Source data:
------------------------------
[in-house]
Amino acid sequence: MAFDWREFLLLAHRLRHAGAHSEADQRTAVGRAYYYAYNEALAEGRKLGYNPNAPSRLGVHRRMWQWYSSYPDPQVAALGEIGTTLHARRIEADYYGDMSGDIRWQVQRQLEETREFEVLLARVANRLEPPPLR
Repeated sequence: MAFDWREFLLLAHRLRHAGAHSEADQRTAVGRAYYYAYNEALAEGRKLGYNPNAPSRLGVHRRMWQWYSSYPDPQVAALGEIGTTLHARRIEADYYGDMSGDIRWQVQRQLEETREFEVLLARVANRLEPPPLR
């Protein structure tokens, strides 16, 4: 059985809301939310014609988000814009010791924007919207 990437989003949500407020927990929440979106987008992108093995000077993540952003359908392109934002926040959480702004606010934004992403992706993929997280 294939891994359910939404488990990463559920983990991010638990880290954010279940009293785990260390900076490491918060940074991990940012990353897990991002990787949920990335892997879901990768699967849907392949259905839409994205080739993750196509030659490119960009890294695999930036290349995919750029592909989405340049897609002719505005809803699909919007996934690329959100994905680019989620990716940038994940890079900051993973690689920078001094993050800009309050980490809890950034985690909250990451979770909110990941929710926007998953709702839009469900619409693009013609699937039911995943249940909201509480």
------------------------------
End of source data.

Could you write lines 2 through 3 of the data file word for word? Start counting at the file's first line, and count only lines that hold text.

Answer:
Amino acid sequence: MAFDWREFLLLAHRLRHAGAHSEADQRTAVGRAYYYAYNEALAEGRKLGYNPNAPSRLGVHRRMWQWYSSYPDPQVAALGEIGTTLHARRIEADYYGDMSGDIRWQVQRQLEETREFEVLLARVANRLEPPPLR
Repeated sequence: MAFDWREFLLLAHRLRHAGAHSEADQRTAVGRAYYYAYNEALAEGRKLGYNPNAPSRLGVHRRMWQWYSSYPDPQVAALGEIGTTLHARRIEADYYGDMSGDIRWQVQRQLEETREFEVLLARVANRLEPPPLR